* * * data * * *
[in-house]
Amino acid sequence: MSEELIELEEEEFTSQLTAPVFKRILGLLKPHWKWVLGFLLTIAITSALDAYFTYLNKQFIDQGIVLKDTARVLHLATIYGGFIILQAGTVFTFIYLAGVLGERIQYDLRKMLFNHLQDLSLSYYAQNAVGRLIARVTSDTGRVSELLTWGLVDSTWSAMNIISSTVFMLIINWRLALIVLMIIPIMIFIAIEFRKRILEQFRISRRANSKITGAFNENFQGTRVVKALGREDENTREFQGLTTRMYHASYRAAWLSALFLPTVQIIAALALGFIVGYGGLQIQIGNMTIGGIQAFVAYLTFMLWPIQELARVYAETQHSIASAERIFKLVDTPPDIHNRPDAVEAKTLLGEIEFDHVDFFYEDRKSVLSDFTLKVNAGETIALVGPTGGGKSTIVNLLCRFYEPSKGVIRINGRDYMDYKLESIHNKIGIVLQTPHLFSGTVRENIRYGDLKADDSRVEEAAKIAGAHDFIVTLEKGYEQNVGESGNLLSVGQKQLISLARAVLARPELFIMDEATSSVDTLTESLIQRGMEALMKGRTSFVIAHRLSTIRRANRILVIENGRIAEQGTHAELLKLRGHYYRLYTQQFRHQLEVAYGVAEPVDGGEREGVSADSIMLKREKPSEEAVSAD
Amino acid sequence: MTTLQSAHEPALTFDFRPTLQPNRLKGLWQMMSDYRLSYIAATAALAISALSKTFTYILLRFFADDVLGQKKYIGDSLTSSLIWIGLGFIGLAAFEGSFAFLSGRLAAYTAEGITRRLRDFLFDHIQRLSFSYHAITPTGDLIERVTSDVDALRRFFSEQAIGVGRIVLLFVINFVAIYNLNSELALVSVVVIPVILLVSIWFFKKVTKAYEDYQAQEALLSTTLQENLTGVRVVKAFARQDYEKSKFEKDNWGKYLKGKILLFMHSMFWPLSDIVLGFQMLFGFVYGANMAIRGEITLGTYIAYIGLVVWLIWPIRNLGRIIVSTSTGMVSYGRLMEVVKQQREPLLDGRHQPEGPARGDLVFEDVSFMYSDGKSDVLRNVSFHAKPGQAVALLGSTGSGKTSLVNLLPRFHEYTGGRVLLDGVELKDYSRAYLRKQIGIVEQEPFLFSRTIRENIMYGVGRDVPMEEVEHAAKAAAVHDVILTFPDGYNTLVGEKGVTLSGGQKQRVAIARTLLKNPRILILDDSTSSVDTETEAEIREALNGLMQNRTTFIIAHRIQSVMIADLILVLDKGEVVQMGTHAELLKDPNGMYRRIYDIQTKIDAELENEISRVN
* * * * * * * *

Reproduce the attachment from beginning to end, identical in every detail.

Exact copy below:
[in-house]
Amino acid sequence: MSEELIELEEEEFTSQLTAPVFKRILGLLKPHWKWVLGFLLTIAITSALDAYFTYLNKQFIDQGIVLKDTARVLHLATIYGGFIILQAGTVFTFIYLAGVLGERIQYDLRKMLFNHLQDLSLSYYAQNAVGRLIARVTSDTGRVSELLTWGLVDSTWSAMNIISSTVFMLIINWRLALIVLMIIPIMIFIAIEFRKRILEQFRISRRANSKITGAFNENFQGTRVVKALGREDENTREFQGLTTRMYHASYRAAWLSALFLPTVQIIAALALGFIVGYGGLQIQIGNMTIGGIQAFVAYLTFMLWPIQELARVYAETQHSIASAERIFKLVDTPPDIHNRPDAVEAKTLLGEIEFDHVDFFYEDRKSVLSDFTLKVNAGETIALVGPTGGGKSTIVNLLCRFYEPSKGVIRINGRDYMDYKLESIHNKIGIVLQTPHLFSGTVRENIRYGDLKADDSRVEEAAKIAGAHDFIVTLEKGYEQNVGESGNLLSVGQKQLISLARAVLARPELFIMDEATSSVDTLTESLIQRGMEALMKGRTSFVIAHRLSTIRRANRILVIENGRIAEQGTHAELLKLRGHYYRLYTQQFRHQLEVAYGVAEPVDGGEREGVSADSIMLKREKPSEEAVSAD
Amino acid sequence: MTTLQSAHEPALTFDFRPTLQPNRLKGLWQMMSDYRLSYIAATAALAISALSKTFTYILLRFFADDVLGQKKYIGDSLTSSLIWIGLGFIGLAAFEGSFAFLSGRLAAYTAEGITRRLRDFLFDHIQRLSFSYHAITPTGDLIERVTSDVDALRRFFSEQAIGVGRIVLLFVINFVAIYNLNSELALVSVVVIPVILLVSIWFFKKVTKAYEDYQAQEALLSTTLQENLTGVRVVKAFARQDYEKSKFEKDNWGKYLKGKILLFMHSMFWPLSDIVLGFQMLFGFVYGANMAIRGEITLGTYIAYIGLVVWLIWPIRNLGRIIVSTSTGMVSYGRLMEVVKQQREPLLDGRHQPEGPARGDLVFEDVSFMYSDGKSDVLRNVSFHAKPGQAVALLGSTGSGKTSLVNLLPRFHEYTGGRVLLDGVELKDYSRAYLRKQIGIVEQEPFLFSRTIRENIMYGVGRDVPMEEVEHAAKAAAVHDVILTFPDGYNTLVGEKGVTLSGGQKQRVAIARTLLKNPRILILDDSTSSVDTETEAEIREALNGLMQNRTTFIIAHRIQSVMIADLILVLDKGEVVQMGTHAELLKDPNGMYRRIYDIQTKIDAELENEISRVN